Graduate student at Virginia Tech’s Department of Geosciences unearthed the earliest dinosaur yet found in Africa. Amazingly, the extinct animal was largely unharmed, which allowed a group of paleontologists to classify it as a brand-new species.
The extinct dinosaur was about two meters (six feet) long, weighed between nine and twenty-nine kilograms (20 and sixty-five pounds), and walked on two legs. It belonged to the extinct group of saurischian dinosaurs known as the Sauropodomorpha. Its small head was armed with the triangular teeth of a herbivore or omnivore, and it had a lengthy neck and tail.
The new species, Mbiresaurus raathi, has been identified and described in the journal Nature.
Its name has Shona and Greek origins; “Mbire” was the name of the Shona dynasty that dominated the area as well as the district where it was discovered. The latter name, “raathi,” honors paleontologist Michael Raath for being one of the first researchers to report on fossils in northern Zimbabwe.
In a statement, the study’s lead author, Dr. Christopher Griffin, who graduated from the Virginia Tech College of Science in 2020 and is currently a post-doctoral researcher at Yale University, said, “We never expected to uncover such a full and well-preserved dinosaur skeleton.
“When I discovered Mbiresaurus’ femur, I realized it belonged to a dinosaur right away, and I knew I was holding the oldest dinosaur ever discovered in Africa. I had to stop and take a breath when I started digging and discovered the left hip bone close to the left thigh bone because I knew that a large portion of the skeleton was probably still there, firmly articulated together in a life position.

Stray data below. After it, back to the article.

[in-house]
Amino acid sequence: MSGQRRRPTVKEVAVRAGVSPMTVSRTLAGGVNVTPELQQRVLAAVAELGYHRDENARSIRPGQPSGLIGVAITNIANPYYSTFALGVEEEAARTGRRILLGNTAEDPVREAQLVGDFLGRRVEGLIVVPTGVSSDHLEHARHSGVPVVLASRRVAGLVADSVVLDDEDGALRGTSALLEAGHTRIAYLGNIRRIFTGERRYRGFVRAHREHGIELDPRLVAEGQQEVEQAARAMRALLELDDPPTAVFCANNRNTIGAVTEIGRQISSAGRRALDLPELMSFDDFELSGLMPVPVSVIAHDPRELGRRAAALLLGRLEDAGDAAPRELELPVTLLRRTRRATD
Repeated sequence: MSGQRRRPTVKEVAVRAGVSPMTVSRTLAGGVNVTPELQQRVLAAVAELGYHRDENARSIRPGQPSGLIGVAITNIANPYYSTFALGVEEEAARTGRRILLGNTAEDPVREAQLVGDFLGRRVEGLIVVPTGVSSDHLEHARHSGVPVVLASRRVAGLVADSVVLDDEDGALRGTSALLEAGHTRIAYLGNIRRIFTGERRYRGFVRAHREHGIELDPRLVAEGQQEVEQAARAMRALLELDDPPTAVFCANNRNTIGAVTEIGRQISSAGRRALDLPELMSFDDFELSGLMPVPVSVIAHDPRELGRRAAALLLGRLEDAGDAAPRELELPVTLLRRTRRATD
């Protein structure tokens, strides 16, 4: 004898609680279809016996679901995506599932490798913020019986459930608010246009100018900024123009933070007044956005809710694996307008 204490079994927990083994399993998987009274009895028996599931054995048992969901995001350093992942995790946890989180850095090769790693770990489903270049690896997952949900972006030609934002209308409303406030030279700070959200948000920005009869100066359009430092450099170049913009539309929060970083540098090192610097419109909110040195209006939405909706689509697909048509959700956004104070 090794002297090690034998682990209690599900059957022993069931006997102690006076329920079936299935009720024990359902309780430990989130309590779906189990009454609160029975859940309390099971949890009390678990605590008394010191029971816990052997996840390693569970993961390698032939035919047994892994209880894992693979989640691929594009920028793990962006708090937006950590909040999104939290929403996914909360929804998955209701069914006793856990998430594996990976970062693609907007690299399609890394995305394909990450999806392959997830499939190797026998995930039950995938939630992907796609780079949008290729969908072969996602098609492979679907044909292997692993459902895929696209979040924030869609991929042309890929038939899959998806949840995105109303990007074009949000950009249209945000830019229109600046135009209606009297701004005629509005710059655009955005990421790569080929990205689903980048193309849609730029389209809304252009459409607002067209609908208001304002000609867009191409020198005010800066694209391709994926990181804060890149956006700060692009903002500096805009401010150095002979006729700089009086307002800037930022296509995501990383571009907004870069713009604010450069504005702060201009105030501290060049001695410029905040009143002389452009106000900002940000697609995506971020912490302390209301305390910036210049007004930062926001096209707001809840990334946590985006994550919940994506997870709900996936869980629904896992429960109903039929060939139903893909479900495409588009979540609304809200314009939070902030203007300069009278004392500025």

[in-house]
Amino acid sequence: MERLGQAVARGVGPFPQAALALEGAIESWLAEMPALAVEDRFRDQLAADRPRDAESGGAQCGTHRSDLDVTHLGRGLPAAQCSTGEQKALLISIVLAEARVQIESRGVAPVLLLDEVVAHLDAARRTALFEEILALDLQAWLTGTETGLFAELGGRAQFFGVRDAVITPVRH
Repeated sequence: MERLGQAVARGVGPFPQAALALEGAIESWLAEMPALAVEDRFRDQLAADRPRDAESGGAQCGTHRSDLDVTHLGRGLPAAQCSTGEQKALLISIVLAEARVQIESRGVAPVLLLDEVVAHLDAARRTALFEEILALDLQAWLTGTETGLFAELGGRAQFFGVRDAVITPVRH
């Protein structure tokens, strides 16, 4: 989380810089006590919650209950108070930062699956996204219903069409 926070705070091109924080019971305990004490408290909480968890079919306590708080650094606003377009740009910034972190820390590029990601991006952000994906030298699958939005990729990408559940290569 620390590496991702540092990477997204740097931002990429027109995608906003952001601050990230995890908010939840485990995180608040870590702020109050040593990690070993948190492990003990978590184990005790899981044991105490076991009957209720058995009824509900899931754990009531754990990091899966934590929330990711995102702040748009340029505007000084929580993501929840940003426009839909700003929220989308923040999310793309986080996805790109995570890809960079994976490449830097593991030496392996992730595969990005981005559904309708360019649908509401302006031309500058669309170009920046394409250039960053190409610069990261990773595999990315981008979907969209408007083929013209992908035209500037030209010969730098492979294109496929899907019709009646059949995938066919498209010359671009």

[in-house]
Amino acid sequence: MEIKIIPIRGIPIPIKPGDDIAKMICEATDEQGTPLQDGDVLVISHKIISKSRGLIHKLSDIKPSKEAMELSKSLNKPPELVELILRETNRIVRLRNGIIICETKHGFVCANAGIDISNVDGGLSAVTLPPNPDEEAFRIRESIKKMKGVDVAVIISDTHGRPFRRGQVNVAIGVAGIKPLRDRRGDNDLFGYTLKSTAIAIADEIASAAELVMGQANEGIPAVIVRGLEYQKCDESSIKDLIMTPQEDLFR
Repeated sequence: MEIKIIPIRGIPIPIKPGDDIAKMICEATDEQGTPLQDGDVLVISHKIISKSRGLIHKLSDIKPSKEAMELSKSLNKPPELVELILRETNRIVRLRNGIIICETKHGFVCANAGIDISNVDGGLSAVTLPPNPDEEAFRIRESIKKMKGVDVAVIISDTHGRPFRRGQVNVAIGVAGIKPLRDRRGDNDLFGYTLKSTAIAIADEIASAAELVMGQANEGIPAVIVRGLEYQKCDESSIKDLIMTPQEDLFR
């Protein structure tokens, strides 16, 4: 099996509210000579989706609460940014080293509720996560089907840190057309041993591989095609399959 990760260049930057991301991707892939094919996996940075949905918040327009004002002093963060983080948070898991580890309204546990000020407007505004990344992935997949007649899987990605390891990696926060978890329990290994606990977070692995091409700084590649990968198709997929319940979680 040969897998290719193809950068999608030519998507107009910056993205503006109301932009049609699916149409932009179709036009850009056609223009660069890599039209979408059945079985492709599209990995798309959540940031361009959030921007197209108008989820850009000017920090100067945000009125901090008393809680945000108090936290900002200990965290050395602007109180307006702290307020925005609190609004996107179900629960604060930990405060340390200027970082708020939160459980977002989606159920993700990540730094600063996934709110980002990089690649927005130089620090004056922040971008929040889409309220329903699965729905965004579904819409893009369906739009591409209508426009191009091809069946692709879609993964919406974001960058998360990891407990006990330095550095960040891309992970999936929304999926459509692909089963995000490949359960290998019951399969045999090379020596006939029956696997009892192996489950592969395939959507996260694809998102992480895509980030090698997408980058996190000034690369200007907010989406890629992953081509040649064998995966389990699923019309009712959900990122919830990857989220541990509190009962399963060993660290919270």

A guy recently discovered what may have been the largest dinosaur ever discovered in Europe in his own backyard, where he encountered such old animals neatly arranged in their death postures.
M’s sudden and unexpected presence. raathi in the area only goes to demonstrate that what we now know about the first dinosaurs—which lived about 230 million years ago—is always open to revision. Fortunately, this discovery will make it possible for scientists studying the specimen to attempt to fill in any gaps in their knowledge.
The finding of Mbiresaurus raathi, according to Griffin, “fills in a crucial geographic gap in the fossil record of the oldest dinosaurs and demonstrates the effectiveness of hypothesis-driven fieldwork for validating hypotheses about the distant past.” These are the oldest unequivocal dinosaurs that have been found in Africa, roughly matching the age of the oldest dinosaurs discovered anywhere in the globe.